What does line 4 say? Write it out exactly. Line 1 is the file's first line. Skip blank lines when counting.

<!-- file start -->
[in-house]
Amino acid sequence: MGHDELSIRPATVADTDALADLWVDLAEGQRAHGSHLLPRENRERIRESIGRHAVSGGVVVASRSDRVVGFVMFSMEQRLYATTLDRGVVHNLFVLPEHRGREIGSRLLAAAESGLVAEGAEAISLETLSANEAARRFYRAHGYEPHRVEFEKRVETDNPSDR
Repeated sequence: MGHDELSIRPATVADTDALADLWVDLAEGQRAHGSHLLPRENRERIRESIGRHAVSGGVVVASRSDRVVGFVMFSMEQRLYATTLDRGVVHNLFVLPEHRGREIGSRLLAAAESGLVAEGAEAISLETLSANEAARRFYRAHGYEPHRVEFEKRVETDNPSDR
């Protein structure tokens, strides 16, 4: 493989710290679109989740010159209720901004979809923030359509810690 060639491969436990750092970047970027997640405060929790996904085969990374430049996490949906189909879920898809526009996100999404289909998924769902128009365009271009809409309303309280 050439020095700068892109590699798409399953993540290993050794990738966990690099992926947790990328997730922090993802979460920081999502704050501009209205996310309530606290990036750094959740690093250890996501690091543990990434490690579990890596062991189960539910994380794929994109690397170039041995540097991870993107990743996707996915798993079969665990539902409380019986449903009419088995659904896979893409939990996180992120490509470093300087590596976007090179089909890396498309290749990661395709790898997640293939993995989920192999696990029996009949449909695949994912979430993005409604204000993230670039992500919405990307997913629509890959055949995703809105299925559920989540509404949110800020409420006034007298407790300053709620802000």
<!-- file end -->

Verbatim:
């Protein structure tokens, strides 16, 4: 493989710290679109989740010159209720901004979809923030359509810690 060639491969436990750092970047970027997640405060929790996904085969990374430049996490949906189909879920898809526009996100999404289909998924769902128009365009271009809409309303309280 050439020095700068892109590699798409399953993540290993050794990738966990690099992926947790990328997730922090993802979460920081999502704050501009209205996310309530606290990036750094959740690093250890996501690091543990990434490690579990890596062991189960539910994380794929994109690397170039041995540097991870993107990743996707996915798993079969665990539902409380019986449903009419088995659904896979893409939990996180992120490509470093300087590596976007090179089909890396498309290749990661395709790898997640293939993995989920192999696990029996009949449909695949994912979430993005409604204000993230670039992500919405990307997913629509890959055949995703809105299925559920989540509404949110800020409420006034007298407790300053709620802000």